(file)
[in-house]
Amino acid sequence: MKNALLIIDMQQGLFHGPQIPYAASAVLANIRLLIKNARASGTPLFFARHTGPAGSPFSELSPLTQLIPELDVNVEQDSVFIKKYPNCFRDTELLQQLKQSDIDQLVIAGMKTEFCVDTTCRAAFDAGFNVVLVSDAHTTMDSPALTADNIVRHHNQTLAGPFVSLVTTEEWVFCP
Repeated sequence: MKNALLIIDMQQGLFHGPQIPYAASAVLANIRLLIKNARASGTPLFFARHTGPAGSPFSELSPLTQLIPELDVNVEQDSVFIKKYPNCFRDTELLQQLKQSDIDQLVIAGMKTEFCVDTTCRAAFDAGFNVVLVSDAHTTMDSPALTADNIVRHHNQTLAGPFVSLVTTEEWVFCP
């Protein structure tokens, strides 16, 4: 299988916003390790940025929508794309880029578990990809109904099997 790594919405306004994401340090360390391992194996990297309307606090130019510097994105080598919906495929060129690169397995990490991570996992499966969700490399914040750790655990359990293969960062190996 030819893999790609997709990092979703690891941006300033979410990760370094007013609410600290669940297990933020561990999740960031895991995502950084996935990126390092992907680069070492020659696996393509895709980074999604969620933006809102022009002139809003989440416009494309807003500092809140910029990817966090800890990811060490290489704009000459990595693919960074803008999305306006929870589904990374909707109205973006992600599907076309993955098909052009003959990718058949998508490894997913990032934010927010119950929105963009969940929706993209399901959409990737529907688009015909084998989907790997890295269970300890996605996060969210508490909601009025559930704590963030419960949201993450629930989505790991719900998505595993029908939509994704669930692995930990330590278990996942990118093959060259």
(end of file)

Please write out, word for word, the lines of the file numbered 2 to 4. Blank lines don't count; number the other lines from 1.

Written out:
Amino acid sequence: MKNALLIIDMQQGLFHGPQIPYAASAVLANIRLLIKNARASGTPLFFARHTGPAGSPFSELSPLTQLIPELDVNVEQDSVFIKKYPNCFRDTELLQQLKQSDIDQLVIAGMKTEFCVDTTCRAAFDAGFNVVLVSDAHTTMDSPALTADNIVRHHNQTLAGPFVSLVTTEEWVFCP
Repeated sequence: MKNALLIIDMQQGLFHGPQIPYAASAVLANIRLLIKNARASGTPLFFARHTGPAGSPFSELSPLTQLIPELDVNVEQDSVFIKKYPNCFRDTELLQQLKQSDIDQLVIAGMKTEFCVDTTCRAAFDAGFNVVLVSDAHTTMDSPALTADNIVRHHNQTLAGPFVSLVTTEEWVFCP
């Protein structure tokens, strides 16, 4: 299988916003390790940025929508794309880029578990990809109904099997 790594919405306004994401340090360390391992194996990297309307606090130019510097994105080598919906495929060129690169397995990490991570996992499966969700490399914040750790655990359990293969960062190996 030819893999790609997709990092979703690891941006300033979410990760370094007013609410600290669940297990933020561990999740960031895991995502950084996935990126390092992907680069070492020659696996393509895709980074999604969620933006809102022009002139809003989440416009494309807003500092809140910029990817966090800890990811060490290489704009000459990595693919960074803008999305306006929870589904990374909707109205973006992600599907076309993955098909052009003959990718058949998508490894997913990032934010927010119950929105963009969940929706993209399901959409990737529907688009015909084998989907790997890295269970300890996605996060969210508490909601009025559930704590963030419960949201993450629930989505790991719900998505595993029908939509994704669930692995930990330590278990996942990118093959060259």